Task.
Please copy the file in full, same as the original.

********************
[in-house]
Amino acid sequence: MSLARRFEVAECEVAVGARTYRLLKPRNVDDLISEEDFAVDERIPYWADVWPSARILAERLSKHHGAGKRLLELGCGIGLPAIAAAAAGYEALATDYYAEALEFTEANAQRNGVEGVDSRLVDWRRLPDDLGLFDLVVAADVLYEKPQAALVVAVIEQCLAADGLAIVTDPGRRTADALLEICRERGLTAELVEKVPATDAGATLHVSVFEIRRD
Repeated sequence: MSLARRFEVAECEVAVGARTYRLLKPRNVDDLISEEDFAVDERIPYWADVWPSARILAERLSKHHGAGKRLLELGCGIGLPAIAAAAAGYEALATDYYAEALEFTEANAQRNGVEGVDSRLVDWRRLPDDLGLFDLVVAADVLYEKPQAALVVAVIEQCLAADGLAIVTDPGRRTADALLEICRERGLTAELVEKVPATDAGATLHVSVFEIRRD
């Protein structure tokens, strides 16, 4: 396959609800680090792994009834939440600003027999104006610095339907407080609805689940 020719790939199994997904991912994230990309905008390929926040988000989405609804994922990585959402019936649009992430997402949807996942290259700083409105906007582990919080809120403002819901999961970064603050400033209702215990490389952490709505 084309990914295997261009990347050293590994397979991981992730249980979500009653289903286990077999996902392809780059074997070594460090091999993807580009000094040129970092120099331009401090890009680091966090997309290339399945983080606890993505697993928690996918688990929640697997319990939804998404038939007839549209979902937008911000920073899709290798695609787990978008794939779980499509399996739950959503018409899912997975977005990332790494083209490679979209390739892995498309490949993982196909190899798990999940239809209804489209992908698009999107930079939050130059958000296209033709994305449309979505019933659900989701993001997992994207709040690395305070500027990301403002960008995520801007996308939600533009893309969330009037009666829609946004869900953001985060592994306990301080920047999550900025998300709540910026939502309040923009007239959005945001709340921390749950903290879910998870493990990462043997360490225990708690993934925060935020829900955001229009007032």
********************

[in-house]
Amino acid sequence: MSLARRFEVAECEVAVGARTYRLLKPRNVDDLISEEDFAVDERIPYWADVWPSARILAERLSKHHGAGKRLLELGCGIGLPAIAAAAAGYEALATDYYAEALEFTEANAQRNGVEGVDSRLVDWRRLPDDLGLFDLVVAADVLYEKPQAALVVAVIEQCLAADGLAIVTDPGRRTADALLEICRERGLTAELVEKVPATDAGATLHVSVFEIRRD
Repeated sequence: MSLARRFEVAECEVAVGARTYRLLKPRNVDDLISEEDFAVDERIPYWADVWPSARILAERLSKHHGAGKRLLELGCGIGLPAIAAAAAGYEALATDYYAEALEFTEANAQRNGVEGVDSRLVDWRRLPDDLGLFDLVVAADVLYEKPQAALVVAVIEQCLAADGLAIVTDPGRRTADALLEICRERGLTAELVEKVPATDAGATLHVSVFEIRRD
């Protein structure tokens, strides 16, 4: 396959609800680090792994009834939440600003027999104006610095339907407080609805689940 020719790939199994997904991912994230990309905008390929926040988000989405609804994922990585959402019936649009992430997402949807996942290259700083409105906007582990919080809120403002819901999961970064603050400033209702215990490389952490709505 084309990914295997261009990347050293590994397979991981992730249980979500009653289903286990077999996902392809780059074997070594460090091999993807580009000094040129970092120099331009401090890009680091966090997309290339399945983080606890993505697993928690996918688990929640697997319990939804998404038939007839549209979902937008911000920073899709290798695609787990978008794939779980499509399996739950959503018409899912997975977005990332790494083209490679979209390739892995498309490949993982196909190899798990999940239809209804489209992908698009999107930079939050130059958000296209033709994305449309979505019933659900989701993001997992994207709040690395305070500027990301403002960008995520801007996308939600533009893309969330009037009666829609946004869900953001985060592994306990301080920047999550900025998300709540910026939502309040923009007239959005945001709340921390749950903290879910998870493990990462043997360490225990708690993934925060935020829900955001229009007032």